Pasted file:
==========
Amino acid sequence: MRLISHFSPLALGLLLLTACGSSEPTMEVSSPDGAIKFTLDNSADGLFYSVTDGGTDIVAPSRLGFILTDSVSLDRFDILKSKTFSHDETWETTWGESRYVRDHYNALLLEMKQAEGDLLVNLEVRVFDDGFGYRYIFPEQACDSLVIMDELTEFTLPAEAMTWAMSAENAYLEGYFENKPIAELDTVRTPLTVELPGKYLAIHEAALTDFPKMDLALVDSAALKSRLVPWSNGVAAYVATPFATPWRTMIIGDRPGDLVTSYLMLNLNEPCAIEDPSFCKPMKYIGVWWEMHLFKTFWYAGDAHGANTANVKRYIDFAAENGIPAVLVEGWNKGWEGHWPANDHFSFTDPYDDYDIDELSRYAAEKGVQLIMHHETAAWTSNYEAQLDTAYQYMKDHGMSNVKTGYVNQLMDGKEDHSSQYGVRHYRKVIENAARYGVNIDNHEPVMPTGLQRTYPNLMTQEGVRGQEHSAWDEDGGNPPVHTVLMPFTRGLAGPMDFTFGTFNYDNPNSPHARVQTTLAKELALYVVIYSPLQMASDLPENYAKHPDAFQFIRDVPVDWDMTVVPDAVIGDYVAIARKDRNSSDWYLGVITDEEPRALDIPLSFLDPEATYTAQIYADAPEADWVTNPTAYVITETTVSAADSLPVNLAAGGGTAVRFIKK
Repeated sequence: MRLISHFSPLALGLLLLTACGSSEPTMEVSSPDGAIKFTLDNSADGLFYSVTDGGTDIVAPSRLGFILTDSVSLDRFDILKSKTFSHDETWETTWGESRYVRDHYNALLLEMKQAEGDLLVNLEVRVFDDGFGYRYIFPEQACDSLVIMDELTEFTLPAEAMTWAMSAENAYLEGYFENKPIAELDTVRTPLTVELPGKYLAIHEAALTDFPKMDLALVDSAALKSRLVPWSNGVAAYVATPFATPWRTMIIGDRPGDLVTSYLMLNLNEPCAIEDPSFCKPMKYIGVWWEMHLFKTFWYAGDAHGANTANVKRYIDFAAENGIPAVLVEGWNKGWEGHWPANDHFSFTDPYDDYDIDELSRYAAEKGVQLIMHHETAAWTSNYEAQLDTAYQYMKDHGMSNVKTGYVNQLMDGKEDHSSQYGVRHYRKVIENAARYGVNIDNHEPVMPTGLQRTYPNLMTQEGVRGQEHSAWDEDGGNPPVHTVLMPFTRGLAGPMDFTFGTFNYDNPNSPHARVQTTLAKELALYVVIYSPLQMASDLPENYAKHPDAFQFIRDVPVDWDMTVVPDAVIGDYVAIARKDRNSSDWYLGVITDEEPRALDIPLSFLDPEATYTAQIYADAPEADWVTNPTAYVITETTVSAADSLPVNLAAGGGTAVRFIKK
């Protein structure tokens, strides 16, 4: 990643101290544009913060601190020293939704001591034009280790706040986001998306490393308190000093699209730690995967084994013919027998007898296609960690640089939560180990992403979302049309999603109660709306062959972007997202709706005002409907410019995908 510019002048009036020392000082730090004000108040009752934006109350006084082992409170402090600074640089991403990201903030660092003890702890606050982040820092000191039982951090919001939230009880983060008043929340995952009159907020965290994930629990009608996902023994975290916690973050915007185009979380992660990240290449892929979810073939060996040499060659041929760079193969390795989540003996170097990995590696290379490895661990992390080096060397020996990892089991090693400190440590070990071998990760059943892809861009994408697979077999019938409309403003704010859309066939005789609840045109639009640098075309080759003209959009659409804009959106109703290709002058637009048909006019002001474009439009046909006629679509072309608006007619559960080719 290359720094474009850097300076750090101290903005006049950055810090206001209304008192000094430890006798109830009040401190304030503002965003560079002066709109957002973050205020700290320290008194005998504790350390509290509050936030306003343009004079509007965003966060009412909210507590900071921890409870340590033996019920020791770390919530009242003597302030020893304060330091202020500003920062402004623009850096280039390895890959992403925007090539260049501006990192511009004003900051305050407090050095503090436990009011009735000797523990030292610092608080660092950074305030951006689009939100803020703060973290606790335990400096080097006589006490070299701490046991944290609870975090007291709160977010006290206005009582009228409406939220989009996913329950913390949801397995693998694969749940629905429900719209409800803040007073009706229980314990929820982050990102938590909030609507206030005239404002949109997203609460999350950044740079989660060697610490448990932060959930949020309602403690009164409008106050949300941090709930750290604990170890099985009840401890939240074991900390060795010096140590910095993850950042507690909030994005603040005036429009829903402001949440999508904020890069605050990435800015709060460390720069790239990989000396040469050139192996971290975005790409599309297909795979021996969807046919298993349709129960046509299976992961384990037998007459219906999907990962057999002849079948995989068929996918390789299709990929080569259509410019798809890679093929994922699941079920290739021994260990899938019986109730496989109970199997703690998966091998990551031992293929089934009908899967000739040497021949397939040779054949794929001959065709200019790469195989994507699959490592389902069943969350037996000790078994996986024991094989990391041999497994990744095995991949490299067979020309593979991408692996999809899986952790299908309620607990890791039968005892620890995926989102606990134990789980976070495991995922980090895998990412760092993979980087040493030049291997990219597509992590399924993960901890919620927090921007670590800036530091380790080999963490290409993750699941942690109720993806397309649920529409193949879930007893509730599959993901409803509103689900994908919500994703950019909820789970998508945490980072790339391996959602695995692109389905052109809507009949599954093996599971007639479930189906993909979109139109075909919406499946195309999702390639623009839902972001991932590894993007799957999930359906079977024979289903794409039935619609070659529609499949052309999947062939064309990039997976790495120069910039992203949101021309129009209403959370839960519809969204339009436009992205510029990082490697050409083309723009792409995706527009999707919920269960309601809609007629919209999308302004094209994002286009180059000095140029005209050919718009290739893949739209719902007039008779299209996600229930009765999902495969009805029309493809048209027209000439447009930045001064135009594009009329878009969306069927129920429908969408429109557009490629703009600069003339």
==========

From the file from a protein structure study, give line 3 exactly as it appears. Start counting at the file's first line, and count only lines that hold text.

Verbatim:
């Protein structure tokens, strides 16, 4: 990643101290544009913060601190020293939704001591034009280790706040986001998306490393308190000093699209730690995967084994013919027998007898296609960690640089939560180990992403979302049309999603109660709306062959972007997202709706005002409907410019995908 510019002048009036020392000082730090004000108040009752934006109350006084082992409170402090600074640089991403990201903030660092003890702890606050982040820092000191039982951090919001939230009880983060008043929340995952009159907020965290994930629990009608996902023994975290916690973050915007185009979380992660990240290449892929979810073939060996040499060659041929760079193969390795989540003996170097990995590696290379490895661990992390080096060397020996990892089991090693400190440590070990071998990760059943892809861009994408697979077999019938409309403003704010859309066939005789609840045109639009640098075309080759003209959009659409804009959106109703290709002058637009048909006019002001474009439009046909006629679509072309608006007619559960080719 290359720094474009850097300076750090101290903005006049950055810090206001209304008192000094430890006798109830009040401190304030503002965003560079002066709109957002973050205020700290320290008194005998504790350390509290509050936030306003343009004079509007965003966060009412909210507590900071921890409870340590033996019920020791770390919530009242003597302030020893304060330091202020500003920062402004623009850096280039390895890959992403925007090539260049501006990192511009004003900051305050407090050095503090436990009011009735000797523990030292610092608080660092950074305030951006689009939100803020703060973290606790335990400096080097006589006490070299701490046991944290609870975090007291709160977010006290206005009582009228409406939220989009996913329950913390949801397995693998694969749940629905429900719209409800803040007073009706229980314990929820982050990102938590909030609507206030005239404002949109997203609460999350950044740079989660060697610490448990932060959930949020309602403690009164409008106050949300941090709930750290604990170890099985009840401890939240074991900390060795010096140590910095993850950042507690909030994005603040005036429009829903402001949440999508904020890069605050990435800015709060460390720069790239990989000396040469050139192996971290975005790409599309297909795979021996969807046919298993349709129960046509299976992961384990037998007459219906999907990962057999002849079948995989068929996918390789299709990929080569259509410019798809890679093929994922699941079920290739021994260990899938019986109730496989109970199997703690998966091998990551031992293929089934009908899967000739040497021949397939040779054949794929001959065709200019790469195989994507699959490592389902069943969350037996000790078994996986024991094989990391041999497994990744095995991949490299067979020309593979991408692996999809899986952790299908309620607990890791039968005892620890995926989102606990134990789980976070495991995922980090895998990412760092993979980087040493030049291997990219597509992590399924993960901890919620927090921007670590800036530091380790080999963490290409993750699941942690109720993806397309649920529409193949879930007893509730599959993901409803509103689900994908919500994703950019909820789970998508945490980072790339391996959602695995692109389905052109809507009949599954093996599971007639479930189906993909979109139109075909919406499946195309999702390639623009839902972001991932590894993007799957999930359906079977024979289903794409039935619609070659529609499949052309999947062939064309990039997976790495120069910039992203949101021309129009209403959370839960519809969204339009436009992205510029990082490697050409083309723009792409995706527009999707919920269960309601809609007629919209999308302004094209994002286009180059000095140029005209050919718009290739893949739209719902007039008779299209996600229930009765999902495969009805029309493809048209027209000439447009930045001064135009594009009329878009969306069927129920429908969408429109557009490629703009600069003339």